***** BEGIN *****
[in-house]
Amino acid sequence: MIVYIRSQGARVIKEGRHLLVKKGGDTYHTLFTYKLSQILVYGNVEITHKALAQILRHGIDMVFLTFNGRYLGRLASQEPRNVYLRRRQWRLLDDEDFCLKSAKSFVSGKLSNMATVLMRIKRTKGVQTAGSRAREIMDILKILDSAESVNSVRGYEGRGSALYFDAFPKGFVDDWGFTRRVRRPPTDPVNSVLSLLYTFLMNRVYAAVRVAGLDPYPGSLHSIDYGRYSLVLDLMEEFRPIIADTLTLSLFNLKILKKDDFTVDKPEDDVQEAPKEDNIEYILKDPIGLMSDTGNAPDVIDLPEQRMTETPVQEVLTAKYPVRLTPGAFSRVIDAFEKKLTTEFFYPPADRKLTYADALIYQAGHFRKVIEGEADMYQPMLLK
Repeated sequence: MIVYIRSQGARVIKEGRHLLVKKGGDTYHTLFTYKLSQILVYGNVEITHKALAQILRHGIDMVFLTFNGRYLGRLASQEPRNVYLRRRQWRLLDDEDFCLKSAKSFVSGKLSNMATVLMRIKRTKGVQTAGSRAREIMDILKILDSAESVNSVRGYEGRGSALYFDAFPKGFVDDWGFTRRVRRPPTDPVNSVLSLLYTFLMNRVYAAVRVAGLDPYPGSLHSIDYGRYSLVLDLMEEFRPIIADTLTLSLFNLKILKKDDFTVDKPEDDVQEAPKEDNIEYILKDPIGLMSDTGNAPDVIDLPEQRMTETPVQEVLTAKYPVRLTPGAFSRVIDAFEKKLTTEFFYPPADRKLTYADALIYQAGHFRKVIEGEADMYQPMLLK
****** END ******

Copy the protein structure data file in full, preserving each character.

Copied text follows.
[in-house]
Amino acid sequence: MIVYIRSQGARVIKEGRHLLVKKGGDTYHTLFTYKLSQILVYGNVEITHKALAQILRHGIDMVFLTFNGRYLGRLASQEPRNVYLRRRQWRLLDDEDFCLKSAKSFVSGKLSNMATVLMRIKRTKGVQTAGSRAREIMDILKILDSAESVNSVRGYEGRGSALYFDAFPKGFVDDWGFTRRVRRPPTDPVNSVLSLLYTFLMNRVYAAVRVAGLDPYPGSLHSIDYGRYSLVLDLMEEFRPIIADTLTLSLFNLKILKKDDFTVDKPEDDVQEAPKEDNIEYILKDPIGLMSDTGNAPDVIDLPEQRMTETPVQEVLTAKYPVRLTPGAFSRVIDAFEKKLTTEFFYPPADRKLTYADALIYQAGHFRKVIEGEADMYQPMLLK
Repeated sequence: MIVYIRSQGARVIKEGRHLLVKKGGDTYHTLFTYKLSQILVYGNVEITHKALAQILRHGIDMVFLTFNGRYLGRLASQEPRNVYLRRRQWRLLDDEDFCLKSAKSFVSGKLSNMATVLMRIKRTKGVQTAGSRAREIMDILKILDSAESVNSVRGYEGRGSALYFDAFPKGFVDDWGFTRRVRRPPTDPVNSVLSLLYTFLMNRVYAAVRVAGLDPYPGSLHSIDYGRYSLVLDLMEEFRPIIADTLTLSLFNLKILKKDDFTVDKPEDDVQEAPKEDNIEYILKDPIGLMSDTGNAPDVIDLPEQRMTETPVQEVLTAKYPVRLTPGAFSRVIDAFEKKLTTEFFYPPADRKLTYADALIYQAGHFRKVIEGEADMYQPMLLK